Blu-ray Review: Bolt (2008) -- 3 Discs Including Digital Copy & DVD

Premiering First on Blu-ray 3/22
-- 2 Days Before It Dashes onto DVD

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In what Inside the Actors’ Studio host James Lipton calls his Walt Disney contribution as the “first Stanislavski animated method actor,” (following his recent work in the darkly comic Igor) playing a TV director in the film Bolt, he delivers the key line of “if the dog believes it, the audience believes it.”

The dog in question is the titular character Bolt, voiced by the charming John Travolta who-- unbeknown to himself-- is the unwitting, canine Truman Show style four-pawed star of an Inspector Gadget like superhero television series. Acting opposite his beloved “person,” Penny (Miley Cyrus), Bolt doesn't realize that the extreme stunts and heroics he carries out on a daily basis perpetually saving Penny from his cat-stroking, mad genius, arch nemesis Dr. Calico (Malcolm McDowell) are staged.

When the shooting stops-- while Penny retreats to her trailer in the hopes of playing fetch with the puppy she picked out shortly after his birth-- Bolt staunchly refuses to break character (and in fact doesn't even know he is a character) by remaining on guard, paws ready, fiercely devoted to the girl he loves. After series of misadventures finds Bolt mistakenly shipped to New York City with no idea how to return to Penny in Hollywood, the Disney comedy that boasts an inventive premise morphs into a picturesque adventure complete with humorous animal sidekicks in the long-standing tradition of Walt Disney animation.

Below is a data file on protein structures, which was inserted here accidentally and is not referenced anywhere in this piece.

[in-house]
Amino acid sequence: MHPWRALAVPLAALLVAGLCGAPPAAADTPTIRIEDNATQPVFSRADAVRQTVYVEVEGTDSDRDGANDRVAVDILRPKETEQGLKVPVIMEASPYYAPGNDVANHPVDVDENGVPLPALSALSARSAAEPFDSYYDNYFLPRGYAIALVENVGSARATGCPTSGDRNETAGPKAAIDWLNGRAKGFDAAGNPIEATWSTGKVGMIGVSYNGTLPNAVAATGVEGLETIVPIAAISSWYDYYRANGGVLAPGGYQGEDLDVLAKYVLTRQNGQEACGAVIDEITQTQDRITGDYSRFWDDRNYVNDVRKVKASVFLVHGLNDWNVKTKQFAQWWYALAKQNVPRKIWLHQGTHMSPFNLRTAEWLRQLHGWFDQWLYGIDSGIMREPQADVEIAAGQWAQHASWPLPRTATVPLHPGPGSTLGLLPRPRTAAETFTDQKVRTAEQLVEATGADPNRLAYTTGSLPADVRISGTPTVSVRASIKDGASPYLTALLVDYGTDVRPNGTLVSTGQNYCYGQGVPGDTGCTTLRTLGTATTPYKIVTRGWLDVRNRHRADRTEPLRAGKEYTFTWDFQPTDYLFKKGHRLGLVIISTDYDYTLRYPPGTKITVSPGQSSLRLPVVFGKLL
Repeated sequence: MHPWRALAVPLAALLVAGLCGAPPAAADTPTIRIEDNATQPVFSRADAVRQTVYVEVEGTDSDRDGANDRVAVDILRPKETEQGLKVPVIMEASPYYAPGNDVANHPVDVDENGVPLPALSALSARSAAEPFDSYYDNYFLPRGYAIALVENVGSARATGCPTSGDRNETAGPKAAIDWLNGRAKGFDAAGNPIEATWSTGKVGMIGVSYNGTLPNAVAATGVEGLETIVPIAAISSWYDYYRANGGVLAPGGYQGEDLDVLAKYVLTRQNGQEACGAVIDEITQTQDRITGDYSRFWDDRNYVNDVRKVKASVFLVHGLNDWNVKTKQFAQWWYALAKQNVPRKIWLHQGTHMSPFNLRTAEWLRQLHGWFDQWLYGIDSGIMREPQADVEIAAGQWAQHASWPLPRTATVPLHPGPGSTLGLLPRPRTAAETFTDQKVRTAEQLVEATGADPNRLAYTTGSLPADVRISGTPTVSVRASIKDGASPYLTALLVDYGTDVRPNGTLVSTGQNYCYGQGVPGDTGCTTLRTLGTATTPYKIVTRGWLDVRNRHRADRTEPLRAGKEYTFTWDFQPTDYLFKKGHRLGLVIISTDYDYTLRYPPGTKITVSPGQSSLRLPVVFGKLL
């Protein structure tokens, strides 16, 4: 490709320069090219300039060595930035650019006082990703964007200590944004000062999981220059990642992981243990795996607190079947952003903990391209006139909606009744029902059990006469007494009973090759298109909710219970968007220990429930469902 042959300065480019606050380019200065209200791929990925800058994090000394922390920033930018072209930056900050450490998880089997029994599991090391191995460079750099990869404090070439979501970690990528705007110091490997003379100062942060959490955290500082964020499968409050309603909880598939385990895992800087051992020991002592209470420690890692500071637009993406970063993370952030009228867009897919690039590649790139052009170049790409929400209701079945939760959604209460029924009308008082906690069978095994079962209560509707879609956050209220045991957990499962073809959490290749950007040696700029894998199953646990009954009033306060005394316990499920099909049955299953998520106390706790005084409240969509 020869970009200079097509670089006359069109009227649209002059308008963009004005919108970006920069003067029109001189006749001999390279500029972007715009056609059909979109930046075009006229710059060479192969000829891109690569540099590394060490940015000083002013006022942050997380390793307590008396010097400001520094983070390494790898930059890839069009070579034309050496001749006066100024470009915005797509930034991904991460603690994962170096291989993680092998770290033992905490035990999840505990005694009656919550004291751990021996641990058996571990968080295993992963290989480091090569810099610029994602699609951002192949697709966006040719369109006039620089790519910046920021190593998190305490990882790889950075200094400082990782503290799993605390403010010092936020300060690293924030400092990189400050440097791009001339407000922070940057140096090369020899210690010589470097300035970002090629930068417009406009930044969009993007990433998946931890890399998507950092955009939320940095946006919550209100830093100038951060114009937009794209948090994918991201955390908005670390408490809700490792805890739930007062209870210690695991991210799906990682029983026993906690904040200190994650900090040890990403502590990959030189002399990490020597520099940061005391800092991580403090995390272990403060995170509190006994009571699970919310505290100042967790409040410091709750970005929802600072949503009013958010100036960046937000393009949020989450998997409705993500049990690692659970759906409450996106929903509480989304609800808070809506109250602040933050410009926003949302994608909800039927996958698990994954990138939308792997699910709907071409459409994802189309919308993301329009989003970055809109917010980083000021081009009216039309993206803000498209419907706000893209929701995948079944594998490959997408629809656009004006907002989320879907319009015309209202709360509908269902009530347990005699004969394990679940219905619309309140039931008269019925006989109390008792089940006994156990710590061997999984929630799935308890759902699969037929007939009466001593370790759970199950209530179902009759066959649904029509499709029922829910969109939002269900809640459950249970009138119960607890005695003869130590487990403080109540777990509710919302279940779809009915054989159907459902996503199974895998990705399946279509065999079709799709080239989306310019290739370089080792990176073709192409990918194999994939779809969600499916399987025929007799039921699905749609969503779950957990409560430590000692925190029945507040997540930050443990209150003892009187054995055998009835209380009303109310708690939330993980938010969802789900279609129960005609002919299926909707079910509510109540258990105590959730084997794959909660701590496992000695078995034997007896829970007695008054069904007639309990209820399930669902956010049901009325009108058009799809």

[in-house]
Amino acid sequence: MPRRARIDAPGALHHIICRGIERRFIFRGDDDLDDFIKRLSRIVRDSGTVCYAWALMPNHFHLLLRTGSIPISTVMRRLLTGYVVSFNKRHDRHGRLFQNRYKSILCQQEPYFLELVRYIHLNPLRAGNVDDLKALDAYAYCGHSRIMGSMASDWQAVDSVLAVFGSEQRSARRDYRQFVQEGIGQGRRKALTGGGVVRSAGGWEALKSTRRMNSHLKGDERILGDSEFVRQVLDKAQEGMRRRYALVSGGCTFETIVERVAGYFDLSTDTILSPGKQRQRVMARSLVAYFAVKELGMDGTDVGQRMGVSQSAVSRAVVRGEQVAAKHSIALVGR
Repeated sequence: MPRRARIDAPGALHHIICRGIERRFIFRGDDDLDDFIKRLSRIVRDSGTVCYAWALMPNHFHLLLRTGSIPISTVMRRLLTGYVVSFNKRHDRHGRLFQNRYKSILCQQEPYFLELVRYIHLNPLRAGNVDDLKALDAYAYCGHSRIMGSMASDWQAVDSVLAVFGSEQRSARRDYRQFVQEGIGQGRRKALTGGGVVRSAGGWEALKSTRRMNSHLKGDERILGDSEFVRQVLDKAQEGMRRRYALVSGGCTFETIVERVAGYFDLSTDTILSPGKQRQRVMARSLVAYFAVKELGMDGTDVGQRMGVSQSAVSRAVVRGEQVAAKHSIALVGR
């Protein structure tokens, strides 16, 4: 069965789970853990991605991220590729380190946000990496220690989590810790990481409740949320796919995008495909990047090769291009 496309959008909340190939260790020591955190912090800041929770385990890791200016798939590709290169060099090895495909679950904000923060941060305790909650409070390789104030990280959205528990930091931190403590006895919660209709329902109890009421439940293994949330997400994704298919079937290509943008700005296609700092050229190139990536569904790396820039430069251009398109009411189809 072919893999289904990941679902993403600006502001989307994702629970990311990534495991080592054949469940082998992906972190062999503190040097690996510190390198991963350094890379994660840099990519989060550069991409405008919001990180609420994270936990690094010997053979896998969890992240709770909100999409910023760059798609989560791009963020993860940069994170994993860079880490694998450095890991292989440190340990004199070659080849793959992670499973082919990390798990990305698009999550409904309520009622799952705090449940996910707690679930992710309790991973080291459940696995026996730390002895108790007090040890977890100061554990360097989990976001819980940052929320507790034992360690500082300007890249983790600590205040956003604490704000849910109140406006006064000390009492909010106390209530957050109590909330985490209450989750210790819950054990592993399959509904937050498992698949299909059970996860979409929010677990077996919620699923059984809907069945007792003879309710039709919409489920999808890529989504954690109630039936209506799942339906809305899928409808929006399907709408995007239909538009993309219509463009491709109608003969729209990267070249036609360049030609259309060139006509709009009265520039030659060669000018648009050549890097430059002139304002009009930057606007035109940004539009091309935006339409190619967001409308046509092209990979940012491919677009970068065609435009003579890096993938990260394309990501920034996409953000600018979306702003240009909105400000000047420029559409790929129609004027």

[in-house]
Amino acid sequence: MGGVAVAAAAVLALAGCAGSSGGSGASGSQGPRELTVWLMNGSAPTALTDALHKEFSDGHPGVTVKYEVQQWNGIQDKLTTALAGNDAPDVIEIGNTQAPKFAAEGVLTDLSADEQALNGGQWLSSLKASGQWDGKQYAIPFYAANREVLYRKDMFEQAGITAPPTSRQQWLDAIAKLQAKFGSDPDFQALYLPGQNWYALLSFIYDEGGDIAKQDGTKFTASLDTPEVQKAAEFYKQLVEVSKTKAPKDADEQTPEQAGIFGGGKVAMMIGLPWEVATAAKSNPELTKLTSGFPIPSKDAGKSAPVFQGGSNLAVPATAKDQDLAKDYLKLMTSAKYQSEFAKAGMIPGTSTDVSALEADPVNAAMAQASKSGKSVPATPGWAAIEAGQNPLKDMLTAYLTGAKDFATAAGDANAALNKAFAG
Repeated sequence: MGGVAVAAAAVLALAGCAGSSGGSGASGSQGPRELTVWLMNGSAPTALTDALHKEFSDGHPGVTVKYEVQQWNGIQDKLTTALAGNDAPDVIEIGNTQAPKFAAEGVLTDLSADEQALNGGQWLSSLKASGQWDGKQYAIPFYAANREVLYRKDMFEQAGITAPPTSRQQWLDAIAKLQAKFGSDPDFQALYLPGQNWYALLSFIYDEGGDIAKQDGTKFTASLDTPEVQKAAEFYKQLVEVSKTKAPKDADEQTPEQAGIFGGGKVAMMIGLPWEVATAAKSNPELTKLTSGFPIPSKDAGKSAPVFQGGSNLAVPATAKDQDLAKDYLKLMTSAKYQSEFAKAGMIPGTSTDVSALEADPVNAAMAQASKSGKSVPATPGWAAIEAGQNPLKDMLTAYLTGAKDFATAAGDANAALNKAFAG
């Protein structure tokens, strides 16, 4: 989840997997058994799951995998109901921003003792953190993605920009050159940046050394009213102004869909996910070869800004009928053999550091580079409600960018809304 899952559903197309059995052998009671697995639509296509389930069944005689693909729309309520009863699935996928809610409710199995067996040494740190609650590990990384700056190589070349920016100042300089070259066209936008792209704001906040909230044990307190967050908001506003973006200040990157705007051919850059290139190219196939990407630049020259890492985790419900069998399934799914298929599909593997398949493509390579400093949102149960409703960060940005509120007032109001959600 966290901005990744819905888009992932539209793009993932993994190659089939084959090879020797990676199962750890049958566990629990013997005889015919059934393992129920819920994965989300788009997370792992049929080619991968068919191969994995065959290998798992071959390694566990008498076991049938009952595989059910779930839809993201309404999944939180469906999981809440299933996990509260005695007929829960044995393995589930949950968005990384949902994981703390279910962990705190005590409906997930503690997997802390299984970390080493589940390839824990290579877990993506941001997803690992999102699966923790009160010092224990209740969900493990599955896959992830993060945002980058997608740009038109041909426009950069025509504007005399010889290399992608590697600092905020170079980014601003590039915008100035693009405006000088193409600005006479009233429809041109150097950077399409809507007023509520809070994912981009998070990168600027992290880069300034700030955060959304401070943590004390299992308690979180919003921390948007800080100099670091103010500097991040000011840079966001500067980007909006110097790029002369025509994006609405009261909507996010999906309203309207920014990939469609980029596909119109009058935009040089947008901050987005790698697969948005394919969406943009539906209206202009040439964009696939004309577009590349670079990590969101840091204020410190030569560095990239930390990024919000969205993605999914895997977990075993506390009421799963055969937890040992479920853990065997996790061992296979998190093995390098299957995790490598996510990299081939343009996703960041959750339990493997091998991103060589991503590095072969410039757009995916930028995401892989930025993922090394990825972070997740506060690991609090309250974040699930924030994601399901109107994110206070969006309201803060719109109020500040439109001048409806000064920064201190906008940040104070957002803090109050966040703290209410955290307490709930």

Initially released in 3D around the 2008 Thanksgiving holiday, Bolt has the honor of becoming Disney’s first release made under the guidance of Pixar’s John Lasseter who took over the animation department following the merging of the two companies. Not to mention, Bolt was the first film to hit shelves after Disney’s bold decision to release the Oscar-nominated Bolt exclusively on Blu-ray two full days before the DVD hits shelves.

Fully committed to the Blu-ray format since Walt Disney's exceptional release of Sleeping Beauty last fall and again unfailingly loyal to their audience, they once more return with high quality two and three disc packs of their movies in a Blu-ray format that also gives families either a digital copy of the movie and/or a standard high quality DVD to prevent added expense incurred when people began making the switch from DVD to Blu-ray.

Coming off the heels of their remarkable restoration of Pinocchio, it's a bit unfair to judge the action-packed and highly contemporary Bolt with the same yardstick. Similar to Pixar’s overly long works Cars and The Incredibles, Bolt feels much longer than its 96 minute running time as it exchanges the first act’s high-tech concept to become a Disney animal road movie wherein the sidekick characters are far more entertaining than Bolt or Penny.

Yet, despite this, the movie offers some of Walt Disney Studios’ most incredibly gorgeous animation since its hand-drawn hey-day as we discover in the terrific Blu-ray extra “Creating the World of Bolt,” which analyzes the film's art direction and goal to give the work a “soft, warm, lived-in-look,” as Bolt makes his way back to Hollywood throughout the various states in the continental U.S.

Following extensive research on the techniques employed by classic American painters and dedicated to bringing back the rich hand painted history of the studio’s original animation cells while merging it into the world of CGI, the artists of Bolt inserted brushstrokes and unprecedented detail in each and every shot. The amazing achievement by the art team also involved traveling the journey Bolt would be making in the film with their cameras and sketch pads in tow to see the way light and shadow appeared to change in each new place.